Asian stocks were mostly lower on Friday amid elevating tensions between the United States and China, and on worries that the U.S. Congress may not reach consensus on a new fiscal stimulus before the end-of-the-week deadline.
In Hong Kong, the Hang Seng Index plunged 1.68 percent to 24,512.75, and the Shanghai Composite Index closed 0.96 percent down at 3,354.04.
Australia’s S&P/ASX 200 finished 0.62 percent down at 6,004.80, whilst South Korea’s Kospi index ascended 0.39 percent to 2,351.67.
In Japan, Nikkei 225 index slumped 0.39 percent to 22,329.94 points.
President Donald Trump has given an order effective after 45 days that any U.S. resident or company should not deal with either ByteDance, the Chinese owner of TikTok, and WeChat, the messaging platform owned by Tencent, and that any violation to his order would trigger firm penalties.
“The spread in the United States of mobile applications developed and owned by companies in the People’s Republic of China continues to threaten the national security, foreign policy, and economy of the United States,” Trump said.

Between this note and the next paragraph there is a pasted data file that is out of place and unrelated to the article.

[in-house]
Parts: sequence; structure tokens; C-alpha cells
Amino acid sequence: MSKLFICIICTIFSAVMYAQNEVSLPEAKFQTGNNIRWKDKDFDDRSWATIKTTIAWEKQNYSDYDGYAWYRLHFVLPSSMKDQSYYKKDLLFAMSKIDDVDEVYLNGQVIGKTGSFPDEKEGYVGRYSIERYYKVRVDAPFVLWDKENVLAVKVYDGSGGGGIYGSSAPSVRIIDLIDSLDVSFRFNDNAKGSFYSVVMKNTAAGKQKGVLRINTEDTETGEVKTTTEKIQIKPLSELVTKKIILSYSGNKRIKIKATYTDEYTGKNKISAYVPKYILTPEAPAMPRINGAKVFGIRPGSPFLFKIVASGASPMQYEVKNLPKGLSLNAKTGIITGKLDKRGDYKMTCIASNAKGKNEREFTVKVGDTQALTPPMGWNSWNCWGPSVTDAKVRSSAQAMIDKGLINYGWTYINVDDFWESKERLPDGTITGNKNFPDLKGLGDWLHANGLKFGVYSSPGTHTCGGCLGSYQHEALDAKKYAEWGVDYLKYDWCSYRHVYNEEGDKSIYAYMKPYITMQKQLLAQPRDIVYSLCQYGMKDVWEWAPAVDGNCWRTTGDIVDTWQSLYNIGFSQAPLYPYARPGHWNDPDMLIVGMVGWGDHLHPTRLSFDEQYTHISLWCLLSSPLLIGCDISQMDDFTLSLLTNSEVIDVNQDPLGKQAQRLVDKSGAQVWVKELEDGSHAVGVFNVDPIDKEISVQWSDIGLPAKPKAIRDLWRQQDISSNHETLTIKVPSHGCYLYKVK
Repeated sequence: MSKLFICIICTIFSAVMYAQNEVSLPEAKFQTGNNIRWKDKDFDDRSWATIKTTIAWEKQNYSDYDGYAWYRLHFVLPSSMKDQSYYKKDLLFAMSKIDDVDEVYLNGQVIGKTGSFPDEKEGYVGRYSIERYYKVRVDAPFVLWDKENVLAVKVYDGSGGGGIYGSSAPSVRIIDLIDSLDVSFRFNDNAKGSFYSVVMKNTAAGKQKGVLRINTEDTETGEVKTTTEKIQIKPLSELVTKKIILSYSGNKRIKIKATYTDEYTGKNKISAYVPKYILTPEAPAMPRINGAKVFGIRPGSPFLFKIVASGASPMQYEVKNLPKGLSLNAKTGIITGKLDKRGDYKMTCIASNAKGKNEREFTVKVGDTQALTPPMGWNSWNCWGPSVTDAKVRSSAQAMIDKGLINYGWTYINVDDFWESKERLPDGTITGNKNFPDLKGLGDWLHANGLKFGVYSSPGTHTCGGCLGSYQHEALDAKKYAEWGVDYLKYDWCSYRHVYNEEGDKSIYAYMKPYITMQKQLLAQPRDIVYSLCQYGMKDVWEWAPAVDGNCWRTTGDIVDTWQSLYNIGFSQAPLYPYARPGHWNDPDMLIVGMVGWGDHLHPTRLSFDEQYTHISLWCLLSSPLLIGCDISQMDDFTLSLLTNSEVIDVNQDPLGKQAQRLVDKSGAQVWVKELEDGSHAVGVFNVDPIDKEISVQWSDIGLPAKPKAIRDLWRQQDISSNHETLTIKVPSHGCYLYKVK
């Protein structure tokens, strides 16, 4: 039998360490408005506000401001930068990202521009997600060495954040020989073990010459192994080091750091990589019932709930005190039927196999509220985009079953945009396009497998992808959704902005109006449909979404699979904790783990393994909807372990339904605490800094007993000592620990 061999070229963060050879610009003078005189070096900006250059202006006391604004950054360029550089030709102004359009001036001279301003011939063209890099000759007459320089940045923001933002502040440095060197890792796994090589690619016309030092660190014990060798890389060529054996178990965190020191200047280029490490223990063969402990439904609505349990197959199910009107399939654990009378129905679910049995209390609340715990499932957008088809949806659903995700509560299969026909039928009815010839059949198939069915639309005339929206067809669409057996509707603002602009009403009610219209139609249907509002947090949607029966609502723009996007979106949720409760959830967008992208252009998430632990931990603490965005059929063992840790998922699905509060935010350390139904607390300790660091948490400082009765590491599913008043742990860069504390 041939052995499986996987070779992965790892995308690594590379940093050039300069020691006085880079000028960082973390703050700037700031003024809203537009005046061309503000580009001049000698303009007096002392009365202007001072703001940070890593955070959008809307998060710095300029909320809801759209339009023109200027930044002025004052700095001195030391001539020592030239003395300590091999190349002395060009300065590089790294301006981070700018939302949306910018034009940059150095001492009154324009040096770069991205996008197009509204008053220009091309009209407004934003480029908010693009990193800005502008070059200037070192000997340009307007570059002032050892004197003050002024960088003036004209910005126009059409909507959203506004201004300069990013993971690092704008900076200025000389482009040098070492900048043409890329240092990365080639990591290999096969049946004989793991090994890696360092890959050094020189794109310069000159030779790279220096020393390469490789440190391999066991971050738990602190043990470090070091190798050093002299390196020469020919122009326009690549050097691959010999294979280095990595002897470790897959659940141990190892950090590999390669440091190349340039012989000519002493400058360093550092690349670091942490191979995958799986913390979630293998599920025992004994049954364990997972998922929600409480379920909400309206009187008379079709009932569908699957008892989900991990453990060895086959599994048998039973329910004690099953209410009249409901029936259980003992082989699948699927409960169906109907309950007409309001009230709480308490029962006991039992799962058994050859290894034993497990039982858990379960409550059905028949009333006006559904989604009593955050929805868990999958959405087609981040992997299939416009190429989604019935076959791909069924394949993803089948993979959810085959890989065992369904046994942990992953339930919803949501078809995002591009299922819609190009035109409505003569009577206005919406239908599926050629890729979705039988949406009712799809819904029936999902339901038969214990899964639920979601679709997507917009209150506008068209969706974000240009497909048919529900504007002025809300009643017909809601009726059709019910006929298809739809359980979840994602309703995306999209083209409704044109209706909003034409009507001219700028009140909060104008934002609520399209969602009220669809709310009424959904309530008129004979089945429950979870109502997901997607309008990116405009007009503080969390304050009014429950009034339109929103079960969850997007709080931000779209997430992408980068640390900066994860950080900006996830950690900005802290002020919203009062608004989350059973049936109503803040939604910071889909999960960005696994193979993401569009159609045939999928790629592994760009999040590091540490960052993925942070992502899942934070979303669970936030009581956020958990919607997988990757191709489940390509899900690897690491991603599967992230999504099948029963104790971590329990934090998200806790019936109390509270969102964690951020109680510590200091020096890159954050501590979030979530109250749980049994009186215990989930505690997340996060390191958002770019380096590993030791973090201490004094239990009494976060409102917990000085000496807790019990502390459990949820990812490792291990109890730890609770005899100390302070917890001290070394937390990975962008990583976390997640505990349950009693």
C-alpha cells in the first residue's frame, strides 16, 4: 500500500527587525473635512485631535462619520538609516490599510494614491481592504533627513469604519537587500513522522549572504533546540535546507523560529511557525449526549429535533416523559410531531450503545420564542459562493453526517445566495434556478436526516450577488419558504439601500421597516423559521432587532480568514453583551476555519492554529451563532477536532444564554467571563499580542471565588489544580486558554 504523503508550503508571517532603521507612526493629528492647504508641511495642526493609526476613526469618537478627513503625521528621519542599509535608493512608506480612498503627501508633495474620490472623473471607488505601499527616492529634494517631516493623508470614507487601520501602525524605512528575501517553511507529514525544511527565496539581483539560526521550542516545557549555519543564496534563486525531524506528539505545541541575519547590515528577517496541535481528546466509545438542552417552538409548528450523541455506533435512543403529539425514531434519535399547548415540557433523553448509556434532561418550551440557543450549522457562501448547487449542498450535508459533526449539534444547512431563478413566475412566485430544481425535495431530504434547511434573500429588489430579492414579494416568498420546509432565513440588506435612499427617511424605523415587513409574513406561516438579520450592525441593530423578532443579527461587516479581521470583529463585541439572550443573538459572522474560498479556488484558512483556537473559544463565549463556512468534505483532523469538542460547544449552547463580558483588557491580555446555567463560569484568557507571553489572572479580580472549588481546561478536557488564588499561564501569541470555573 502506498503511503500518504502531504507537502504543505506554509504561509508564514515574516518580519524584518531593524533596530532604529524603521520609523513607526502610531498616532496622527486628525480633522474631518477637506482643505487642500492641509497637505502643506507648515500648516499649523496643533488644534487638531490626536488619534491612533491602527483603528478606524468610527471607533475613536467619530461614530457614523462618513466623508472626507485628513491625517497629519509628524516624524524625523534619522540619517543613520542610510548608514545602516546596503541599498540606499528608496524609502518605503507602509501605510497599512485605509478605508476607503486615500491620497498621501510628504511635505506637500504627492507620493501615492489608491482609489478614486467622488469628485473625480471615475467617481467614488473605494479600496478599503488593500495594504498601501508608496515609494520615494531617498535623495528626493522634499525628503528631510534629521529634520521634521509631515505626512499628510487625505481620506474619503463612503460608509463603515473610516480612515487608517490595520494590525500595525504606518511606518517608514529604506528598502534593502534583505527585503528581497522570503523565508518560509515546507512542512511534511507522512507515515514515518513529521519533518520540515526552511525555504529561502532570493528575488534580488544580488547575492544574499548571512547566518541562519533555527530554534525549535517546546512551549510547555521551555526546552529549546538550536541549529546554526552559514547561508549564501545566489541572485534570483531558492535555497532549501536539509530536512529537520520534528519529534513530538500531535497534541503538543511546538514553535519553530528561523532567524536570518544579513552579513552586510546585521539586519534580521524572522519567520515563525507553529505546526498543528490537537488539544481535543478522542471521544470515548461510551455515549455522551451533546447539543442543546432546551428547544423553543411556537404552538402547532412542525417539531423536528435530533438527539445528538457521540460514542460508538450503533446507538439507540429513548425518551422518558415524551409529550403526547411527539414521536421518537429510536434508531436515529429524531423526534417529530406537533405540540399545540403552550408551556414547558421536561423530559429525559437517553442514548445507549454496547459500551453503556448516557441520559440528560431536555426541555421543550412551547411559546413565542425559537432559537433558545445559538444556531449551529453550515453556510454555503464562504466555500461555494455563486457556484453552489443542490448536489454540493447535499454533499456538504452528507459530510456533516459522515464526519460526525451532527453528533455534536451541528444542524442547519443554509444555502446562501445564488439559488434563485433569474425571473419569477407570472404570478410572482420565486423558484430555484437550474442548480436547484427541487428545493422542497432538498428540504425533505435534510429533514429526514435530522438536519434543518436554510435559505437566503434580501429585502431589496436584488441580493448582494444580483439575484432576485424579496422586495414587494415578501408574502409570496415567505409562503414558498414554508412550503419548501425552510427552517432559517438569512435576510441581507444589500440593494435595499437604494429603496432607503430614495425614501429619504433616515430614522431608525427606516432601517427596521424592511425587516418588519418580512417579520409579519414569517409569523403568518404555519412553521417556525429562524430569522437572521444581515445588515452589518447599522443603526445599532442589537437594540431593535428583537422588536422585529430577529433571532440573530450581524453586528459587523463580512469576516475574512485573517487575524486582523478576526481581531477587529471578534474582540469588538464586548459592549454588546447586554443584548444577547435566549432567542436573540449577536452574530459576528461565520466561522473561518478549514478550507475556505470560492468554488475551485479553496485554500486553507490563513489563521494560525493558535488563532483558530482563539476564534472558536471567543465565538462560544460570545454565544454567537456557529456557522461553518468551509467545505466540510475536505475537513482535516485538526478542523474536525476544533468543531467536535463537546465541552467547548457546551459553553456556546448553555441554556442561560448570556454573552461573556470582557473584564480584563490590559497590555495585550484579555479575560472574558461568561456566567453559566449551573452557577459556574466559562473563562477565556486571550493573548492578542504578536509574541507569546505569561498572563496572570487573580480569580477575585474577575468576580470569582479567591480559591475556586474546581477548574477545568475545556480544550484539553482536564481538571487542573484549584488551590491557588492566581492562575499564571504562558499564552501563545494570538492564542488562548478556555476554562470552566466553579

Secretary of State Michael Pompeo urged on Thursday U.S. companies to eliminate the two famous applications from their stores.
Meanwhile, markets are expecting similar bans on U.S. companies in China in retaliation to Trump’s executive order.
Tencent Holdings ended 5.76 percent lower after plummeting 10 percent earlier during the session.
On the other hand, still there is high uncertainty whether the U.S. Congress would agree on the terms of the new fiscal stimulus that targets aiding Americans financially affected by the pandemic.
Later in the day, eyes will focus on the U.S. non-farm payrolls that may show a job-creation pace of 1.53 million in July, which will be much slower than June’s jobs of 4.8 million.
The dollar index
managed to rebound today after hitting a bottom of 92.46 on Thursday, the
lowest since May 2018, yet still set for its seventh straight weekly decline